Lori Loughlin Was 'Weepy' on First Day of Prison But 'Pulled Herself Together Quickly': Source
Lori Loughlin is adjusting to her life behind bars.
The Full House star, 56, reported to prison on October 30 to serve a two-month sentence for her role in last year's high-profile college admissions scandal. She is housed at FCI-Dublin in northern California.
Almost three weeks into her sentence, a source who has spoken with her tells PEOPLE that she is adjusting to the daily prison routine.
"She has not had any specific problems," the source tells PEOPLE. "No one has tried any s--- with her. No one is bullying her. The guards aren’t treating her any differently than other inmates."
Still, the source says, there has been an adjustment period.
“She was a little weepy on her first night there," the source says. "But she pulled herself together quickly. Now she’s resolved to finish her sentence with her head held high.
On May 22, Loughlin admitted to one count of conspiracy to commit wire and mail fraud, while husband Mossimo Giannulli pleaded guilty to one count of conspiracy to commit wire and mail fraud and one count of honest services wire and mail fraud.
According to the criminal complaint against them, the couple was accused of paying $500,000 to Rick Singer and Key Worldwide Foundation to falsely designate their daughters, Olivia Jade Giannulli, 20, and Isabella Rose Giannulli, 21, as recruits to the University of Southern California crew team, even though neither ever participated in the sport.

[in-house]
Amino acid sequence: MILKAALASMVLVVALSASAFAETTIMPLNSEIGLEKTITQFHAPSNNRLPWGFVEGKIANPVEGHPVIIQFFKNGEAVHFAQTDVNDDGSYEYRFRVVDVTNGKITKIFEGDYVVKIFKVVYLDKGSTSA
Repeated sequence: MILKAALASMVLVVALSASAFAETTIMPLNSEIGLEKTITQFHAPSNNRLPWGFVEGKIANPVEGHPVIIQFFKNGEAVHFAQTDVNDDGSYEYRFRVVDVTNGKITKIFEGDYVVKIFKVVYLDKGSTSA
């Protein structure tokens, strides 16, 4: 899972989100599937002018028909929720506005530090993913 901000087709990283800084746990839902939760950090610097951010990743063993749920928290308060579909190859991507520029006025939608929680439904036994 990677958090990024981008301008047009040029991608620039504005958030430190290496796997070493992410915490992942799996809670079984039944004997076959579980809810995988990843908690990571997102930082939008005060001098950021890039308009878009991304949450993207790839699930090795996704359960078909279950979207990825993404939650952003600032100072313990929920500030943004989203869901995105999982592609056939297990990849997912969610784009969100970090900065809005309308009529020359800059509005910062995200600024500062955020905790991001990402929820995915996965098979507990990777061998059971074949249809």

On Aug. 21, a judge approved the couple’s plea deal, sentencing the Full House star, 56, to two months in jail, a $150,000 fine and 150 hours of community service, while fashion designer Giannulli, 57, received five months in jail, a $250,000 fine and 250 hours of community service.
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At the time of her sentencing, Loughlin gave a contrite statement about her actions.
"I made an awful decision," she told the judge after she was sentenced. "I went along with a plan to give my daughters an unfair advantage in the college admissions process. In doing so, I ignored my intuition and allowed myself to be swayed from my moral compass."
"I thought I was acting out of love for my children, but in reality it only undermined and diminished my daughters’ abilities and accomplishments," she continued.
Loughlin has resolved to use her time behind bars to better herself, according to the source.
"She is using this time to focus on herself, but she’s also interested in hearing the stories of the other inmates," says the source. "She realizes she’s no better and no worse than any of them. She feels like once this is over, she can return to real life: wiser, humbler, and better."